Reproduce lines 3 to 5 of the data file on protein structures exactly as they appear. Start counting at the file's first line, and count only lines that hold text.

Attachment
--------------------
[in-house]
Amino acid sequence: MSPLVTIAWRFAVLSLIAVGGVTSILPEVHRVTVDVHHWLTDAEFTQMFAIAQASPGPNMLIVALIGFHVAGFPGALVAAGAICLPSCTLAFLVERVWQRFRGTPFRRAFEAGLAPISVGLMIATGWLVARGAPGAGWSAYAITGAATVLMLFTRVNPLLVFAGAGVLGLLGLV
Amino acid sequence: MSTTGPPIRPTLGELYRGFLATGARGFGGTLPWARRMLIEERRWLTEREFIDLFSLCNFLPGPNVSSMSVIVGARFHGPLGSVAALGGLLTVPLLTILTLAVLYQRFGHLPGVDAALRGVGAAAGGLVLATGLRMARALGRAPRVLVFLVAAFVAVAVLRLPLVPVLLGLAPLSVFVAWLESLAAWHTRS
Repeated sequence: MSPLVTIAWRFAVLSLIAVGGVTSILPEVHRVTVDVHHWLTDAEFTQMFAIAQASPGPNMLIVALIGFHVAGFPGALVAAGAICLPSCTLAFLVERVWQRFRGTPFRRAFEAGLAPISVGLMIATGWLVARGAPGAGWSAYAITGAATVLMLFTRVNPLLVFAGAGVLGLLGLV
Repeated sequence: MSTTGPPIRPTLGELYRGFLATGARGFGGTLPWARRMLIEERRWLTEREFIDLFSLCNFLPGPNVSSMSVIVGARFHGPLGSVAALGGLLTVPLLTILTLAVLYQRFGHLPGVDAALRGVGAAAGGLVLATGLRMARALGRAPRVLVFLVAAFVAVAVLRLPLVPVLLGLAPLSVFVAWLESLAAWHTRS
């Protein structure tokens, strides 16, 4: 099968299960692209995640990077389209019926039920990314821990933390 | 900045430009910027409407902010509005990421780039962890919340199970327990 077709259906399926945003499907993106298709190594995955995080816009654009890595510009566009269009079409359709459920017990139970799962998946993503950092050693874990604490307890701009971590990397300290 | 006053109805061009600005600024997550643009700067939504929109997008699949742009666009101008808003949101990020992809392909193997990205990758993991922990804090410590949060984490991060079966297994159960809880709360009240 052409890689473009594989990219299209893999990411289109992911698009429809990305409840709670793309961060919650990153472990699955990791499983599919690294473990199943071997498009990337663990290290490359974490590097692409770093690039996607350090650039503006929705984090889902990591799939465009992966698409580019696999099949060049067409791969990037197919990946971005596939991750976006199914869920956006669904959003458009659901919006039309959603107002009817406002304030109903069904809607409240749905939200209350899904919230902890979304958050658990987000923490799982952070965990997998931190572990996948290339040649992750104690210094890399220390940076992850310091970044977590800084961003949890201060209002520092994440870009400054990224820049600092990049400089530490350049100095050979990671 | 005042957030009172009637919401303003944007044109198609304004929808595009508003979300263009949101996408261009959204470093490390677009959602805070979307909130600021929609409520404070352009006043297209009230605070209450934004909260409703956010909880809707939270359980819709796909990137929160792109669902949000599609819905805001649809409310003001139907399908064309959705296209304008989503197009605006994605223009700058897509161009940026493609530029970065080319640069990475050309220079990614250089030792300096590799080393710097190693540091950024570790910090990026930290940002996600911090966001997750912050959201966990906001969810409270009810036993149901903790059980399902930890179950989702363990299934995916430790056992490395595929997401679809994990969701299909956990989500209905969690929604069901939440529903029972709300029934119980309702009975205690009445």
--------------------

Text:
Amino acid sequence: MSTTGPPIRPTLGELYRGFLATGARGFGGTLPWARRMLIEERRWLTEREFIDLFSLCNFLPGPNVSSMSVIVGARFHGPLGSVAALGGLLTVPLLTILTLAVLYQRFGHLPGVDAALRGVGAAAGGLVLATGLRMARALGRAPRVLVFLVAAFVAVAVLRLPLVPVLLGLAPLSVFVAWLESLAAWHTRS
Repeated sequence: MSPLVTIAWRFAVLSLIAVGGVTSILPEVHRVTVDVHHWLTDAEFTQMFAIAQASPGPNMLIVALIGFHVAGFPGALVAAGAICLPSCTLAFLVERVWQRFRGTPFRRAFEAGLAPISVGLMIATGWLVARGAPGAGWSAYAITGAATVLMLFTRVNPLLVFAGAGVLGLLGLV
Repeated sequence: MSTTGPPIRPTLGELYRGFLATGARGFGGTLPWARRMLIEERRWLTEREFIDLFSLCNFLPGPNVSSMSVIVGARFHGPLGSVAALGGLLTVPLLTILTLAVLYQRFGHLPGVDAALRGVGAAAGGLVLATGLRMARALGRAPRVLVFLVAAFVAVAVLRLPLVPVLLGLAPLSVFVAWLESLAAWHTRS